*The Judas Tree will be revived by The Royal Ballet in a Triple bill dedicated to MacMillan’s 80th birthday, together with Concerto and Elite Syncopations. These three pieces represent milestones in the choreographer’s career and different sides to his work. Concerto was the first piece he created for the Deutsche Oper Ballet as Artistic Director. Elite Syncopations, his ragtime jazz ballet, was made during his tenure as The Royal Ballet’s Director while The Judas Tree, his last work for the Royal Ballet, remains one of his most challenging pieces.

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Going for thirty six days without any ballet is quite a challenge for a balletomane, therefore I could not pass up the opportunity of seeing Carlos Acosta & Guests Artists, a mixed ballet bag of short pieces featuring from modern Brandstrup to chic & classical Ashton’s Rhapsody, and ranging from the overdone (a “male” Dying Swan) to the rarely seen (Azary Plisetsky’s Canto Vital & John Neumeier’s Othello).

Carlos Acosta as Spartacus. Source: Comono. Copyright belongs to its respective owners.

Carlos Acosta as Spartacus. Source: Comono. Copyright belongs to its respective owners.

Given the variety of flavors, it’s a good show for those wishing to sample ballet before committing to full length traditional or modern works. I took my visiting 11 year old niece who had not seen much dance before, she left impressed and willing to return. Acosta makes the right call as he opts for an informal atmosphere. The show opens with the dancers arriving in their leg warmers and changing into performance gear at the deep end of the stage revealing to us what goes on behind the scenes. While “The Ballet Boyz” did the same thing more effectively by streaming a live video from the dressing rooms in their gala a few years ago, this is a budget friendly way to strike the same chord. The evening kicks off just as informally with a barre at centre stage and Stevenson’s Three Preludes segueing into Cuban choreographer Ivan Tenorio’s Ritmicas, a great way to show the contrast in dance classwork, one with soft adagio moves (danced by English National Ballet‘s Principals Begoña Cao and Arionel Vargas) and the other much  jazzier, with plenty of speedy turns and modern extensions.

Acosta steps in to show off his Spartacus best in two solos, replacing the well known pas de deux, given Bolshoi’s Nina Kaptsova‘s withdrawal a few weeks ago. The crowd roars but blink and you will miss those jetés and tours à la seconde, which are gone in 60 seconds. Although I understand Acosta’s motives for including a hint of Spartacus in the programme (a crowd-pleaser & also his favorite role) I doubt those in the audience not familiar with this ballet will care to find out more just from seeing a short extract in a vacuum, but in addition to its “wow factor”, Spartacus is certainly an effective gauge to the evening’s high testosterone levels: after Ashton’s lovely Rhapsody Pas de Deux (sadly minus the variations!) we had an Othello (Hamburg Ballet’s Amilcar Moret) wearing nothing but well defined muscles and a scarf, soon unravelled by his Desdemona so that we catch a glimpse of a dance belt (instructive for those who wonder what male dancers wear underneath tights!), followed by “Canto Vital” which I nicknamed “Spartacus x 4“. This particular piece, choreographed to show off Ballet Nacional de Cuba’s best virtuoso dancers, pretends to be about three forces of nature – beast, fish and bird – struggling to survive but in reality it’s like the Neolithic version of Les Lutins without the comedy & the clothes, with plenty of opportunity for the men (Acosta plus Royal Ballet’s Steven McRae, Amilcar Moret and Arionel Vargas) to wear very little and impress us while trying to outdo each other, McRae in particular showing off some seriously juicy double “rondes de jambe en l’air” and leaping 2 storys higher than all the other men combined (Canto Vital can be found on YouTube: here are parts 1 and 2).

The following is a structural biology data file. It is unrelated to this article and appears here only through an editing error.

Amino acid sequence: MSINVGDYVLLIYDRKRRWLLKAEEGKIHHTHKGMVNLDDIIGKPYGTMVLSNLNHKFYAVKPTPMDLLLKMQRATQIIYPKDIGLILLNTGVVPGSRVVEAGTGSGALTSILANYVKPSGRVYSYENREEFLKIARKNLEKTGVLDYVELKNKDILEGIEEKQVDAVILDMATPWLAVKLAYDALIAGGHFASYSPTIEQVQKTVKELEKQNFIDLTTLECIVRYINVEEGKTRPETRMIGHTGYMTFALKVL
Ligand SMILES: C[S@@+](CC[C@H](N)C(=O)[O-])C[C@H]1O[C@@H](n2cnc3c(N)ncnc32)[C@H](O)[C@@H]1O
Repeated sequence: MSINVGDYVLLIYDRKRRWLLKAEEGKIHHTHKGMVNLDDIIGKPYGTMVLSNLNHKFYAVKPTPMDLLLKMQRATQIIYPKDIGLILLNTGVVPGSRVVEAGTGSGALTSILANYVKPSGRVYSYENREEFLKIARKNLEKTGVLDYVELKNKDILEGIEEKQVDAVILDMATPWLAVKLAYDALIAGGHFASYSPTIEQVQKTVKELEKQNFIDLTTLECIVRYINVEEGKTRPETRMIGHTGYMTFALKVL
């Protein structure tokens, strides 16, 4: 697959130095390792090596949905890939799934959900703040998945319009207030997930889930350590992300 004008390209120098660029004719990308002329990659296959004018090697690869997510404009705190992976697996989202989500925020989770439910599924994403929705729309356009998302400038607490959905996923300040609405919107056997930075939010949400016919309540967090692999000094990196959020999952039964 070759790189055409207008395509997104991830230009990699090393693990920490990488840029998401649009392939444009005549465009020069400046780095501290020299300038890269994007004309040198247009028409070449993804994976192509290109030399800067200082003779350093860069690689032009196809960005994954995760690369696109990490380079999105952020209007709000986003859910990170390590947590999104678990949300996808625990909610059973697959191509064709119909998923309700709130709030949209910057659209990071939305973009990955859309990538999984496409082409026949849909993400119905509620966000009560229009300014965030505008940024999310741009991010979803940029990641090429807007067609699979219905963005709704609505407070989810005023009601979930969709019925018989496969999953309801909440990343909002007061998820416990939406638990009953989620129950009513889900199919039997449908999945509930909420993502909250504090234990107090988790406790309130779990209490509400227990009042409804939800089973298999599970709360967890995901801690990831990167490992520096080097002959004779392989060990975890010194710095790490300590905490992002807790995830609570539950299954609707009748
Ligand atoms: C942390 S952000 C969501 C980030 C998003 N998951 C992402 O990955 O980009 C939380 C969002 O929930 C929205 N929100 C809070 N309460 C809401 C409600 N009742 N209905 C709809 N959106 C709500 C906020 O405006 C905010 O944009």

The Dying Swan is never going to feature in my personal ballet gala wishlist, it is a piece I dislike in any shape or form (with possibly one exception: this version danced by Igor Kolb) and I was not converted by this particular Michel Descombey version picked by Acosta, to me it seemed more like yoga’s Swan dive than ballet’s Swan death. “Over There” choreographed by Ramon Gomes Reis over Dido’s lament (taped music) reminded me that we had recently seen it better sung and more originally choreographed a few blocks down the road. A few other breezy and fun pieces such as Derek Deane’s Summertime were served until the grand finale (and Cuba’s answer to Don Quixote) with Georges Garcia’s “Majisimo”, which I presumed from the programme note to be a staple at every Acosta & Guests. Majisimo gives the ensemble an opportunity to shine and to end on a high, especially Acosta and his leading lady for the occasion Royal Ballet principal Roberta Marquez. My niece was very impressed by Roberta’s speedy turns (lovely Italian fouettées followed by piqué turns) and I liked how she added flirty Brazilian spice to Acosta’s Cuban charm, a good match. I left the theatre wishing I could see Roberta and Acosta dancing together more often. And even if not every item on the bill was my cup of tea, seeing Acosta & Marquez & McRae in great shape definitely cured my ballet blues!